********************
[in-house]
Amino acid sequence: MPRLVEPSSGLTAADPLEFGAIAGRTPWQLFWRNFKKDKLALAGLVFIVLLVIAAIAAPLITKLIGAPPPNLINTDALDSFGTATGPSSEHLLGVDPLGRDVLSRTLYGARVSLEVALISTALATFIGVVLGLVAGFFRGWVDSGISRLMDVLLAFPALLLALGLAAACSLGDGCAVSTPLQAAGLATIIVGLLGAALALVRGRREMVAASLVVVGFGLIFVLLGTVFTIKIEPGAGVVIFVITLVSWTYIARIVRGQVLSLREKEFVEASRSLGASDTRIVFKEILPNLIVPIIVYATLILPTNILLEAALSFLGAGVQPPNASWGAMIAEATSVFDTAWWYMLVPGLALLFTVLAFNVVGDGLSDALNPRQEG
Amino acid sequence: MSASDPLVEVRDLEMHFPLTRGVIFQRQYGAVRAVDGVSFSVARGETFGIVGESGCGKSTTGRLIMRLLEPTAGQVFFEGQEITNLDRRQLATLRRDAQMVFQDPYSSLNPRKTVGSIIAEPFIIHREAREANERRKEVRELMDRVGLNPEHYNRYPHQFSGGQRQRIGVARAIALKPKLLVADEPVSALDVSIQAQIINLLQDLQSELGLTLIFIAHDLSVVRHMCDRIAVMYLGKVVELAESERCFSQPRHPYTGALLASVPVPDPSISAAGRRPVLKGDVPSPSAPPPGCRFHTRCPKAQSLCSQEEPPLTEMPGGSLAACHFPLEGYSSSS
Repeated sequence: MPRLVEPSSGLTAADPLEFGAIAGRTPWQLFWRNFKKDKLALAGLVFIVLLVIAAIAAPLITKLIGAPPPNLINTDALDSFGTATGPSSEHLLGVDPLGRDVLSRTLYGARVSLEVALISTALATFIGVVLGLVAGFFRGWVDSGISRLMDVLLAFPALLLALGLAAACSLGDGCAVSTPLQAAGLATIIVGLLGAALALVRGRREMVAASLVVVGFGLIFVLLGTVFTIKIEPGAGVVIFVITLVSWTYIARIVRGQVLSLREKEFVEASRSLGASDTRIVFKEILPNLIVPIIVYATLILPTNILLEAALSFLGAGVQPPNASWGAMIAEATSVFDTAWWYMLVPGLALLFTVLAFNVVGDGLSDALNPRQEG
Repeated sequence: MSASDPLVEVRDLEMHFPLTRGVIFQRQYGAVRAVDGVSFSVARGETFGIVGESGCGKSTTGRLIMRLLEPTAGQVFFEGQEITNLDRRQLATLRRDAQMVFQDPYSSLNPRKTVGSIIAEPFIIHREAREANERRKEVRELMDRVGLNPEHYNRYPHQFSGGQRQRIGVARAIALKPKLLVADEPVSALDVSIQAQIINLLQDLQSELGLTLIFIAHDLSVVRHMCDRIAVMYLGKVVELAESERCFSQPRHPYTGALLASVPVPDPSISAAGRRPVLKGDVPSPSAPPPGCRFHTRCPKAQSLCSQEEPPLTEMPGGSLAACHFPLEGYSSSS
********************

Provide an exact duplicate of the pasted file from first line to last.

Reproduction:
[in-house]
Amino acid sequence: MPRLVEPSSGLTAADPLEFGAIAGRTPWQLFWRNFKKDKLALAGLVFIVLLVIAAIAAPLITKLIGAPPPNLINTDALDSFGTATGPSSEHLLGVDPLGRDVLSRTLYGARVSLEVALISTALATFIGVVLGLVAGFFRGWVDSGISRLMDVLLAFPALLLALGLAAACSLGDGCAVSTPLQAAGLATIIVGLLGAALALVRGRREMVAASLVVVGFGLIFVLLGTVFTIKIEPGAGVVIFVITLVSWTYIARIVRGQVLSLREKEFVEASRSLGASDTRIVFKEILPNLIVPIIVYATLILPTNILLEAALSFLGAGVQPPNASWGAMIAEATSVFDTAWWYMLVPGLALLFTVLAFNVVGDGLSDALNPRQEG
Amino acid sequence: MSASDPLVEVRDLEMHFPLTRGVIFQRQYGAVRAVDGVSFSVARGETFGIVGESGCGKSTTGRLIMRLLEPTAGQVFFEGQEITNLDRRQLATLRRDAQMVFQDPYSSLNPRKTVGSIIAEPFIIHREAREANERRKEVRELMDRVGLNPEHYNRYPHQFSGGQRQRIGVARAIALKPKLLVADEPVSALDVSIQAQIINLLQDLQSELGLTLIFIAHDLSVVRHMCDRIAVMYLGKVVELAESERCFSQPRHPYTGALLASVPVPDPSISAAGRRPVLKGDVPSPSAPPPGCRFHTRCPKAQSLCSQEEPPLTEMPGGSLAACHFPLEGYSSSS
Repeated sequence: MPRLVEPSSGLTAADPLEFGAIAGRTPWQLFWRNFKKDKLALAGLVFIVLLVIAAIAAPLITKLIGAPPPNLINTDALDSFGTATGPSSEHLLGVDPLGRDVLSRTLYGARVSLEVALISTALATFIGVVLGLVAGFFRGWVDSGISRLMDVLLAFPALLLALGLAAACSLGDGCAVSTPLQAAGLATIIVGLLGAALALVRGRREMVAASLVVVGFGLIFVLLGTVFTIKIEPGAGVVIFVITLVSWTYIARIVRGQVLSLREKEFVEASRSLGASDTRIVFKEILPNLIVPIIVYATLILPTNILLEAALSFLGAGVQPPNASWGAMIAEATSVFDTAWWYMLVPGLALLFTVLAFNVVGDGLSDALNPRQEG
Repeated sequence: MSASDPLVEVRDLEMHFPLTRGVIFQRQYGAVRAVDGVSFSVARGETFGIVGESGCGKSTTGRLIMRLLEPTAGQVFFEGQEITNLDRRQLATLRRDAQMVFQDPYSSLNPRKTVGSIIAEPFIIHREAREANERRKEVRELMDRVGLNPEHYNRYPHQFSGGQRQRIGVARAIALKPKLLVADEPVSALDVSIQAQIINLLQDLQSELGLTLIFIAHDLSVVRHMCDRIAVMYLGKVVELAESERCFSQPRHPYTGALLASVPVPDPSISAAGRRPVLKGDVPSPSAPPPGCRFHTRCPKAQSLCSQEEPPLTEMPGGSLAACHFPLEGYSSSS